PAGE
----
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Slot canyons, rock formations highlight visit to Grand Staircase Escalante

Grand Staircase Escalante National Monument, located in south central Utah, was established in 1996 and currently encompasses about 1 million acres. It boasts some of the Southwest’s most impressive scenery, accessible not only by traveling its scenic byways and backways but also by setting out on foot. Besides its waterways, arches and other fabulous rock formations it is also home to spectacular canyons, including hundreds of slot canyons.

Many of the park’s slot canyons are difficult to reach, some even taking a full day or longer, but a few of them are easier to get to and can be just as rewarding. One favorite hike is to two slot canyons, Spooky and Peek-A-Boo, along one excursion. Visiting both can easily be completed in half a day. This hike is an especially great one of you have adventurous children with you, as long as they can handle the 3.5 mile round-trip distance, 285 foot elevation gain and some rock scrambling.

Mid-September and October tend to be best for a visit, as autumn weather is usually quite stable in this region, with clear sunny days. In September expect daytime temperatures in the 70s and 80s, and in October, the 60s and 70s. The trailhead is at 4,950 feet, which means you can probably expect temperatures about 10-15 degrees cooler than in Las Vegas.

From the trailhead the hike starts off on slickrock, where you will be using cairns as your guide. After about one mile down you’ll arrive in the sandy Dry Fork Wash. Cross over to the other side and you will see the opening to Peek-A-Boo Canyon. It’s about a 12-foot climb and scramble into the mouth of the canyon but there is often a upright log or fellow hiker to help you up, or you can use the man-made sandstone indentations, which some call Moki steps, to gain entrance.

This is a corkscrew canyon carved by water, which means fun, and colorful to boot, full of red, orange and pink sandstone. It’s a great one to explore; in some areas you will be on your knees and you will find lots of interesting arches and formations along the way. You can make your way up about two-thirds of a mile to where you will once again see open sky. The easiest way to return is the way you came.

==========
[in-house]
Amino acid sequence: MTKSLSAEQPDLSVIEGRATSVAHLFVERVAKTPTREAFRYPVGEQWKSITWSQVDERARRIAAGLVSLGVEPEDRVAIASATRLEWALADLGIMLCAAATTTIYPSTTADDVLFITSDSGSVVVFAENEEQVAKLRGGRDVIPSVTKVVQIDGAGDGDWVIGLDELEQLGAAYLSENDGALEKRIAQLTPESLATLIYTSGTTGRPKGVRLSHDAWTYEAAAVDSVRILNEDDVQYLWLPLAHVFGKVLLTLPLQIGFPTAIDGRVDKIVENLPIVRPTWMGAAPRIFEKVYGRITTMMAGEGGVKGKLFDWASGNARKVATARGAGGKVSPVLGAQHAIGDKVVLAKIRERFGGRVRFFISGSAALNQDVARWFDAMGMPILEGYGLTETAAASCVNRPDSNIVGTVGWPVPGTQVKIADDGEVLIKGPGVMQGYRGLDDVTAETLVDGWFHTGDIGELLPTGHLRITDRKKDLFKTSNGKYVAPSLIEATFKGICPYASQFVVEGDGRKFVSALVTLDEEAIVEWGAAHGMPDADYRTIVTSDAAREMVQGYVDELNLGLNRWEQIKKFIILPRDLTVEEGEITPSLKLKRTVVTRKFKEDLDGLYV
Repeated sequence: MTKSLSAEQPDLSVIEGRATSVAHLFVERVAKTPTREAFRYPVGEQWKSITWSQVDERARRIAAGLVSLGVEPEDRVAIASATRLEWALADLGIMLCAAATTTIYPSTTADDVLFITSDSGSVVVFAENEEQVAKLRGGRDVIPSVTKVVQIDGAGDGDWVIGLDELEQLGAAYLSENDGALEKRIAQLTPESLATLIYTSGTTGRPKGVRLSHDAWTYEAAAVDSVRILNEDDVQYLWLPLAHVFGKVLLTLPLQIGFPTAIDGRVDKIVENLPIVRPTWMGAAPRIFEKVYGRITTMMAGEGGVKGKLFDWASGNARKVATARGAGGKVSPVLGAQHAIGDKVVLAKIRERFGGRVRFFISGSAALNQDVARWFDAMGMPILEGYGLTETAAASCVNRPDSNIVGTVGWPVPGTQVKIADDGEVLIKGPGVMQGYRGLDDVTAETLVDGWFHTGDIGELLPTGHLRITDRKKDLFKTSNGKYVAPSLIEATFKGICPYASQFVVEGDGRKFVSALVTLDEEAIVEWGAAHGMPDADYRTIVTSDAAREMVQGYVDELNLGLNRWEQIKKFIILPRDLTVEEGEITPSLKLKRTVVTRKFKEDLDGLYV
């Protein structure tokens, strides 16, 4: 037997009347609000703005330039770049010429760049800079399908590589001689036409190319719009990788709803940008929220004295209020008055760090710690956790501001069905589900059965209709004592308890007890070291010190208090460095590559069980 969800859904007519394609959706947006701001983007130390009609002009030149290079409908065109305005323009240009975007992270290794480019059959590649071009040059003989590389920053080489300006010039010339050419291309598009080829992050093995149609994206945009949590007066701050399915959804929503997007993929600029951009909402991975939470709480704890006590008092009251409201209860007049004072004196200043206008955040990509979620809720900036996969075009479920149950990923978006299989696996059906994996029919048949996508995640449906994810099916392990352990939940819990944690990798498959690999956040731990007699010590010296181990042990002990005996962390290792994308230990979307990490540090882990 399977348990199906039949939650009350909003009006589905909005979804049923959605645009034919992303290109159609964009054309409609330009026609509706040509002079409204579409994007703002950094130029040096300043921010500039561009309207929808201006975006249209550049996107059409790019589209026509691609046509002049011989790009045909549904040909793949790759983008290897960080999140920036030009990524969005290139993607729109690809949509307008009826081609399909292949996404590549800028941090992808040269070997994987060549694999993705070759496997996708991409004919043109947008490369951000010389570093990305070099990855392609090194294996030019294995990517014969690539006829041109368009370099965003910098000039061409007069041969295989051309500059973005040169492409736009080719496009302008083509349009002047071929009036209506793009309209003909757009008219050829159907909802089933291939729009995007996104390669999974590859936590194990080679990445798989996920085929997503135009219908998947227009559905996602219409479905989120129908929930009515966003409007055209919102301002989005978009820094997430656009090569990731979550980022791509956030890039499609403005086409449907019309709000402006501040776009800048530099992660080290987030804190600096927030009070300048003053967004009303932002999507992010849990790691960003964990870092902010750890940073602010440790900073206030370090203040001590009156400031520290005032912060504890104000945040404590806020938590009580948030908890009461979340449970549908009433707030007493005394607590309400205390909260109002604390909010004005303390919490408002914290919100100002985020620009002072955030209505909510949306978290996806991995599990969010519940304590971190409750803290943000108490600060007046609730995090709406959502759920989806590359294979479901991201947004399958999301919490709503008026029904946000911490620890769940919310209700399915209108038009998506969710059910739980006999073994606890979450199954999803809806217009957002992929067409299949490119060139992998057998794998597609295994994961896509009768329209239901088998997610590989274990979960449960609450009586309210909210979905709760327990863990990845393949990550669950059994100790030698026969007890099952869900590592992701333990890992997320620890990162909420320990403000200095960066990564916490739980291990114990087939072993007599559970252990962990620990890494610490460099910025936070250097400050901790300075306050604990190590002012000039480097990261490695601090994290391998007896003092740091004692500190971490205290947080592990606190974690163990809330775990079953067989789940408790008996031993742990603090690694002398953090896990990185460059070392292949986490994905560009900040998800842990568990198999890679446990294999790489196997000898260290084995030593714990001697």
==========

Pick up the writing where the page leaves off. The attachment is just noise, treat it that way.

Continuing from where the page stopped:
Once you return to Dry Fork Wash, you will next walk downstream about one-half mile to reach Spooky Canyon. To find it keep an eye out on your left for the cairns that are directly before a large red sandstone outcropping. You will hike behind the formation for about five minutes to find Spooky.

I’ve seen snakes hanging around the opening of the slot so watch your step. A headlamp comes in handy to avoid any surprises.

Anyone who is claustrophobic will indeed think this one is spooky and should wait outside as this is a really narrow passage. Walk in and travel as far as you feel comfortable, maybe even going farther than you think you can by walking sideways, to see a bit more.

Except for the paved main roads, all roads in this area are gravel, clay and sand and, if it has been dry weather, a high clearance passenger vehicle with very good off-road tires should get you there. If rain threatens or there has been recent rain, stay out as even a four-wheel-drive vehicle can get stuck.

While fall is an ideal time to travel here, be aware flash flooding can still happen any day of the year. Too many people have lost their lives heading into slot canyons on a wish and a prayer. Always stop in at the visitor center before setting out and ask about weather.

Overnight permits for car camping and backpacking are easily obtained at some trailheads and campgrounds or at the visitor center.

Escalante Interagency Visitor Center in Escalante, Utah, is open from 8 a.m. to 4:30 p.m. seven days a week through mid-November, then Monday through Friday through mid-March. For additional information, call 435-826-5499.

Many of Deborah Wall’s columns have been compiled into books about hiking in the Southwest. She is also the author of “Great Hikes, a Cerca Country Guide” and a co-author of the book “Access For All, Seeing the Southwest With Limited Mobility.” Wall can be reached at Deborabus@aol.com.

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